Wednesday, September 14, 2022
7 pm Champ Auditorium
Free and open to the public
Nick Cave has been described in The New York Times as “the most joyful, critical artist in America.” Join the Chicago-based artist, educator, and messenger when he returns to his hometown of Fulton to give a special presentation on his life and art. Expect an evening of profound and compassionate analysis. Columbia artist Kenny Greene will lead the discussion, followed by a Q&A with the audience.
Sponsors for this event include America’s National Churchill Museum, the Callaway Bank, and Mr. and Mrs. Victor Pasley. The event is also supported by a grant from the Missouri Humanities Council.
Nick Cave works between the visual and performing arts through a wide range of mediums including sculpture, installation, video, sound and performance. Cave is well known for his Soundsuits, sculptural forms based on the scale of his body, initially created in direct response to the police beating of Rodney King in 1991. Soundsuits camouflage the body, masking and creating a second skin that conceals race, gender and class, forcing the viewer to look without judgment. They serve as a visual embodiment of social justice that represent both brutality and empowerment. Throughout his practice, Cave has created spaces of memorial through combining found historical objects with contemporary dialogues on gun violence and death, underscoring the anxiety of severe trauma brought on by catastrophic loss. The figure remains central as Cave casts his own body in bronze, an extension of the performative work so critical to his oeuvre. Cave reminds us, however, that while there may be despair, there remains space for hope and renewal. From dismembered body parts stem delicate metal flowers, affirming the potential of new growth. Cave encourages a profound and compassionate analysis of violence and its effects as the path towards an ultimate metamorphosis. While Cave's works are rooted in our current societal moment, when progress on issues of global warming, racism and gun violence (both at the hands of citizens and law enforcement) seem maddeningly stalled, he asks how we may reposition ourselves to recognize the issues, come together on a global scale, instigate change, and ultimately, heal.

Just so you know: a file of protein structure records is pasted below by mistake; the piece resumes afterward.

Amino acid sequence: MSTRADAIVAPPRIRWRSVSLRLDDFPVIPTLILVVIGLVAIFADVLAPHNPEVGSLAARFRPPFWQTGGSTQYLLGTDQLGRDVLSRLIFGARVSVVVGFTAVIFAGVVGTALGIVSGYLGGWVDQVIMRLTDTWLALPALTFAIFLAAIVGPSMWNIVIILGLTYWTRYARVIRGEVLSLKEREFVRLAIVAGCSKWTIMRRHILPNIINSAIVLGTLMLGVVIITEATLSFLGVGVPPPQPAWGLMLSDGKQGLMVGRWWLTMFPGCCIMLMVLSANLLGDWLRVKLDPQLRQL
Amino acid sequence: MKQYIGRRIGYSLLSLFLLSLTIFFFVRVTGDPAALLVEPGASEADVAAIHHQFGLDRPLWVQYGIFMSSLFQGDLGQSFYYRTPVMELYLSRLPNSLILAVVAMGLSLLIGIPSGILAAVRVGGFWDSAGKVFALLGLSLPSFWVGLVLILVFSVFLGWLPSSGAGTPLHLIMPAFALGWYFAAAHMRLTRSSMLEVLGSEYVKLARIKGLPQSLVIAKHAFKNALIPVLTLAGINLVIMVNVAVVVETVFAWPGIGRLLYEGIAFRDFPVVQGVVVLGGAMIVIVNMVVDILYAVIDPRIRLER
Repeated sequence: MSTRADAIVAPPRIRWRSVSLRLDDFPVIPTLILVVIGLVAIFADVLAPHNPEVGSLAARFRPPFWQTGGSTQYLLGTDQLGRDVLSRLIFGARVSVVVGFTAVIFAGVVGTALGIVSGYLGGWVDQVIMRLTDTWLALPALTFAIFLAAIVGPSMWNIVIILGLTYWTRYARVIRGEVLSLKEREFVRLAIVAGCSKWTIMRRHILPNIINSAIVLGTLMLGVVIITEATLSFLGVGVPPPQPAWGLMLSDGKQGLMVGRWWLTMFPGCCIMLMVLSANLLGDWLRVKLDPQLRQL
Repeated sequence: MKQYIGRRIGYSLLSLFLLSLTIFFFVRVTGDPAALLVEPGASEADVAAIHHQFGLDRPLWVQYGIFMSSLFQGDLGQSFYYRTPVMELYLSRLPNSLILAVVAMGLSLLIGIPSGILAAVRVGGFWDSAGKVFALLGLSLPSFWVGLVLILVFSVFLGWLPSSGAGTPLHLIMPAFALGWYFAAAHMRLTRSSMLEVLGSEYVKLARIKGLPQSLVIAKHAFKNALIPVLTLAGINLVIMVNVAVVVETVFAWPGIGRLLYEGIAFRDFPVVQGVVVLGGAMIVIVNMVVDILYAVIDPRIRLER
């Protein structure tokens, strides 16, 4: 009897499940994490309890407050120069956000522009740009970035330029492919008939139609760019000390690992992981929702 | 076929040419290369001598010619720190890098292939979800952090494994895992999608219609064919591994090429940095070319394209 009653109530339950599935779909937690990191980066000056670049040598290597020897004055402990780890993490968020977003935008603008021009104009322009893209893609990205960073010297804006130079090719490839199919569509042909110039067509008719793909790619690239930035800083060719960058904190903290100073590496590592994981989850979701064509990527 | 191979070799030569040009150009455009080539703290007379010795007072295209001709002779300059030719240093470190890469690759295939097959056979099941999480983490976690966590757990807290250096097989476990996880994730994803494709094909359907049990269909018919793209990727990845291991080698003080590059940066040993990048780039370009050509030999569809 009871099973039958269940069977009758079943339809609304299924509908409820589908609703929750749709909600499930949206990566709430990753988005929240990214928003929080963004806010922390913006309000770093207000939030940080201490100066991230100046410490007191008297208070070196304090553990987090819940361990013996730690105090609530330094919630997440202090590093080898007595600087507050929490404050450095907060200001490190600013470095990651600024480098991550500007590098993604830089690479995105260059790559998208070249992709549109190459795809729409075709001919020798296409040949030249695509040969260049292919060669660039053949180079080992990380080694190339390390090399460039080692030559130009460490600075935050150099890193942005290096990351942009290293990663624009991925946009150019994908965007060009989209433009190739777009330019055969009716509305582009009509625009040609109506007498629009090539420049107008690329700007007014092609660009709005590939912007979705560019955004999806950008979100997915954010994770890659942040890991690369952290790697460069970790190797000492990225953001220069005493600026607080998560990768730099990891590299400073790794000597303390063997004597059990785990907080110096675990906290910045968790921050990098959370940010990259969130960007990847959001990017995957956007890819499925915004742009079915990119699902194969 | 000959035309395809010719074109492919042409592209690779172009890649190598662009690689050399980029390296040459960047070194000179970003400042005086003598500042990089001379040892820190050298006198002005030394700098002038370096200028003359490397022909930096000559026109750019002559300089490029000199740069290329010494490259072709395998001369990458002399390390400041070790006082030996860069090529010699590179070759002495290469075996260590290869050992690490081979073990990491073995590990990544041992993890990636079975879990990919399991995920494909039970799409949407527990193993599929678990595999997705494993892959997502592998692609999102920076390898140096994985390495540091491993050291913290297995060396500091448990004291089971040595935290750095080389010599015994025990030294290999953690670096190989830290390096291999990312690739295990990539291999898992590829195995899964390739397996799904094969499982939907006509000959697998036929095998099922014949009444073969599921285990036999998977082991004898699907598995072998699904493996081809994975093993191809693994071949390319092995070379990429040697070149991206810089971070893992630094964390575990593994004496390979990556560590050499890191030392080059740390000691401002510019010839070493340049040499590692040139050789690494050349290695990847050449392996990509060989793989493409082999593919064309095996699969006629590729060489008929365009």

2022 Hancock Symposium "The Changing Nature of Work and Play" Technology, a pandemic, social justice movements, and generational shifts are just a few of many factors that have influenced the nature of employment, demanding a more flexible and collaborative work environment. From scientists around the globe putting their heads together to create a vaccine, to symphonies making music in harmony on Zoom, to couples job-sharing or flex-timing in order to meet the demands of family, the workplace of the future will require innovative and adaptable minds to maximize performance and employee satisfaction. At the same time, psychologists and Gen Z’ers alike understand the need for relaxation and "play" if workers are to be at their best. But play, likewise, has become marked by the influence of technology, as online gaming communities continue to rise, competing quite literally with physical games and sports. Finding the ideal balance of work, life, and play—for the individual, the employer, and our economy—becomes more challenging all the time. This Symposium will engage experts who will help us understand the impact of the changes we see and help us think carefully about the lives we want to build for ourselves. It will highlight the importance of values, character, lifelong learning, and problem-solving--all key components of a liberal arts education.
“Leave the past to history especially as I propose to write that history myself.”